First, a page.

Nam Tchun Mo
— Gesture in Space
16.06.2019 – 15.09.2019
Nam Tchun-Mo (born 1961 in Daegu) counts to one of those loose artist groups who initiated a new era of abstract art in South Korea in the 1970s. They are associated with the Dansaekhwa movement, to which artists born between 1913 and 1936 are being attributed. The most significant among them is Lee Ufan, who already has an international career. Kim Whan-Ki, Rhee Seundja, Seo-Bo Park, Chung Sang-Hwa, Yun Hyong-Keun, Chung Chang-Sup and Ha Chong-Hyun are counted to the first generation of artists who consciously avoided relationships with Western art. Consequently, they came to an understanding of the minimalist art and to a mostly monochrome painting, which developed partly meditative power. They were followed by another generation of artists born around 1960 who developed some new accents.
Nam Tchun-Mo is deeply rooted in the spirit of the Dansaekwa movement and has consistently devoted himself to the line, be it in the drawing, in relief-like sculptures, or as a sculptural statement in space. From the beginning he thinks the line in a plastic way. This can be his fine grid lines, structuring the surface and associating a spatial structure through the minimalist trace that moves freely in the pictorial space. This can be as well just a single black line that extends straight or meandering across the sheet, seemingly endlessly imaginable in its repetition.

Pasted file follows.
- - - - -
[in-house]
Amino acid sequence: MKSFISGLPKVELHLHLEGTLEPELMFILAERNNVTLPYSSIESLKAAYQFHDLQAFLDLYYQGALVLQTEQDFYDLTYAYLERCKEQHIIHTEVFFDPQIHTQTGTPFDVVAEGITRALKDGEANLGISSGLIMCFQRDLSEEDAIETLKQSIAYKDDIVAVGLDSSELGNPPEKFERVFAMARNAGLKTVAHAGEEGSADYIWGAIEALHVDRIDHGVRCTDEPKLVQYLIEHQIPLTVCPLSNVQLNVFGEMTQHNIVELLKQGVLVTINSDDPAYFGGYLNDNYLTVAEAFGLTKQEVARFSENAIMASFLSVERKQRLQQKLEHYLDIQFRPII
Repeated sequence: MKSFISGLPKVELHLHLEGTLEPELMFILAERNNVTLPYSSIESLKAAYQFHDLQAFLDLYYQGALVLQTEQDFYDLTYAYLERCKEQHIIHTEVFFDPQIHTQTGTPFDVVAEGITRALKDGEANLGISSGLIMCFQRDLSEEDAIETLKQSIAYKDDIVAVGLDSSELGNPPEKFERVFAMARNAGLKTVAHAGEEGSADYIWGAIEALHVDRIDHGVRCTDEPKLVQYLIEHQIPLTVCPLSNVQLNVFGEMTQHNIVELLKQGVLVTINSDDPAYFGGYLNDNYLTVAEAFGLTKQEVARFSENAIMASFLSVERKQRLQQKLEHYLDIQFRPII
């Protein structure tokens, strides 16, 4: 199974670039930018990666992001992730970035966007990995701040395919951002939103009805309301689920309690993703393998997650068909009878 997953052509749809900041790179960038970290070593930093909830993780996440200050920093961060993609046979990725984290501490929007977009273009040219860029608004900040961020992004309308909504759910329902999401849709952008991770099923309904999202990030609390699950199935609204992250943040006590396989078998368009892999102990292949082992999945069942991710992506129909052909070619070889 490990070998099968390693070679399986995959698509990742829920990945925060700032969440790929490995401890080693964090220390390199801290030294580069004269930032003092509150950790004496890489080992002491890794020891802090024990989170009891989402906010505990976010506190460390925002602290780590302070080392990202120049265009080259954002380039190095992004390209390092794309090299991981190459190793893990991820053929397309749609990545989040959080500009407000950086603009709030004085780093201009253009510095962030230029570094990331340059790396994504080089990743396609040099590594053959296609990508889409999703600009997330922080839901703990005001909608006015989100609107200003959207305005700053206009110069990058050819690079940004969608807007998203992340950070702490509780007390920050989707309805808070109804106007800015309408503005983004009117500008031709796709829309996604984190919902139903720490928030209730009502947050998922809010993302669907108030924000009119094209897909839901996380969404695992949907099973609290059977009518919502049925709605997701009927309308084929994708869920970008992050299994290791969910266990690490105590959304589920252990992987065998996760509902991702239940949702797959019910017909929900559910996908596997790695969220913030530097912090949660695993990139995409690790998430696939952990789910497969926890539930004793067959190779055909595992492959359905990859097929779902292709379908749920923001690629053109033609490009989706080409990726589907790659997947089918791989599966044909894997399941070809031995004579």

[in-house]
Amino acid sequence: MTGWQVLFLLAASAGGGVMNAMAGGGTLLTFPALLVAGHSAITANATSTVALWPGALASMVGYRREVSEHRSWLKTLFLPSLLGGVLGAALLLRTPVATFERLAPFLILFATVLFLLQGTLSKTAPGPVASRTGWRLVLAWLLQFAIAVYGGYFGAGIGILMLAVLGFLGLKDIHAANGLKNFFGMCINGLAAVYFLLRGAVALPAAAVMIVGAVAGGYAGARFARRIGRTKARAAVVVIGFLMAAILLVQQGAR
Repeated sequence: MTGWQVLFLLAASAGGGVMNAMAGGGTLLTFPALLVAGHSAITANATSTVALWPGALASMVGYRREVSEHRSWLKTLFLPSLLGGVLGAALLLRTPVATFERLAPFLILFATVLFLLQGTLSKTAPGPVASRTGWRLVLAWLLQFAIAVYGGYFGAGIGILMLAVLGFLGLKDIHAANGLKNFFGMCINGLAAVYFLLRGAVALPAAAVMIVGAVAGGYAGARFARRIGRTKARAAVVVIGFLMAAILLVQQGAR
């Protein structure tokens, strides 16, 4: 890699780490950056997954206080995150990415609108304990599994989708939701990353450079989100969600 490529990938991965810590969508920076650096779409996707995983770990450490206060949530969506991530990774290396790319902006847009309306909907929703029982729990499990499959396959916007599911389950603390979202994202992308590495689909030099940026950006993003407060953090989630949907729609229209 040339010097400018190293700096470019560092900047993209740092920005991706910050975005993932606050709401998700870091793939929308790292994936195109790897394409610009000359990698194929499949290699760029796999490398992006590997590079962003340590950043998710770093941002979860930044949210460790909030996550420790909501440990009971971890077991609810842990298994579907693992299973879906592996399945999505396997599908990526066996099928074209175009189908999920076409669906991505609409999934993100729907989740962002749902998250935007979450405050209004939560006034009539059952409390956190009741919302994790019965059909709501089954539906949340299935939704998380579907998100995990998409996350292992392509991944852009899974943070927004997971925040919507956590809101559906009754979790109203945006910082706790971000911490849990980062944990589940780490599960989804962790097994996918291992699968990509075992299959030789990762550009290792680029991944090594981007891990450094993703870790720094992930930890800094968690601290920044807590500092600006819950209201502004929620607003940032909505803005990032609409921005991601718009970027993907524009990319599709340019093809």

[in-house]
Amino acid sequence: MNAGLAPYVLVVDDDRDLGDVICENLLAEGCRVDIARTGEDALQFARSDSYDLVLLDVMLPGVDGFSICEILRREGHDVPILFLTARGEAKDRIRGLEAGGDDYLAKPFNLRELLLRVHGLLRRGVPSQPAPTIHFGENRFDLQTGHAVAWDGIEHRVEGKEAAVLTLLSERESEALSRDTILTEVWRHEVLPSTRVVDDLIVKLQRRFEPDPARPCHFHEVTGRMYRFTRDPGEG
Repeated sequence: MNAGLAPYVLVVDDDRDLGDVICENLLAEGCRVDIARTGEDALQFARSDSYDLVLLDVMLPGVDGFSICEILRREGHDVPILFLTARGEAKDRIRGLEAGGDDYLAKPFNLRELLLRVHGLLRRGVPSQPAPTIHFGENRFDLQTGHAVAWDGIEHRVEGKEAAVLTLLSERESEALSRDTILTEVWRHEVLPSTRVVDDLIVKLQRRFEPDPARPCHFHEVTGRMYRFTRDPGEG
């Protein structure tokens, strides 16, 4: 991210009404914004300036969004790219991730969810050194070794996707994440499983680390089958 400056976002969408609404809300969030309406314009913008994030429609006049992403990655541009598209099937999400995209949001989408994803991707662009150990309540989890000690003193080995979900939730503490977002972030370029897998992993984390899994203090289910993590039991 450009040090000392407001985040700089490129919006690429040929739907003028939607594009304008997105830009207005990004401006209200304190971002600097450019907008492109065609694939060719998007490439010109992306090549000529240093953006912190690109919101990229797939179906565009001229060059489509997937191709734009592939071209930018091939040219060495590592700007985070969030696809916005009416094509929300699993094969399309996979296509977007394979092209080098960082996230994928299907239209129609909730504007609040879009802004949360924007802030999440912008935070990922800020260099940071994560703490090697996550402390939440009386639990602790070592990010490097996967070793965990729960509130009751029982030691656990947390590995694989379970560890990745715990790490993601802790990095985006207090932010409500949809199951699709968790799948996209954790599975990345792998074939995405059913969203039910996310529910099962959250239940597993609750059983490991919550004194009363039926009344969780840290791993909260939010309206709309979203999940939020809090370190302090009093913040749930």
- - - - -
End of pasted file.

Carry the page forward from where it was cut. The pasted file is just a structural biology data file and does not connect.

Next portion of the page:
Singularity and seriality alternate with each other at Nam Tchun-Mo. Only the reduced line language remains stringent. The serial, which in turn is never rigid, but always moved and alive, also adds the haptic dimension to Nam Tchun-Mo. His pictures are always physically intended. In the fine rhythm of the lines, he creates a modulation of the line as a solid, sublime body.
This is due to the processing of fabrics, which he hardens with polyester and creates its own fabric of lines, surfaces, ups and downs, which he sometimes colors monochrome, sometimes specially accents in color, so that very different sensory impressions are generated. Serial sequencing, opposing lines of movement, and rhythm of the surface become living variables. More and more, he is also developing objects in space, which now translate the sculptural works of art into three-dimensionality, some of which will be on display in the exhibition.
Nam Tchun-Mo, in its minimalist language of form, opens up the greatest possible sensual power in which animation and contemplative calm are non-contradictory possibilities. With the inherent power of the Dansaekwa movement, he contrasts this with a new language of gestures in space, blending them into a total experience.
It is Nam Tchun-Mo’s first museum presentation in Europe, supported by various sponsors. Special thanks to the Aando Gallery (Berlin), the Leehan Gallery (Daegu and Seoul), the ABCollections and the Korea Arts Management Service for their support and coordination.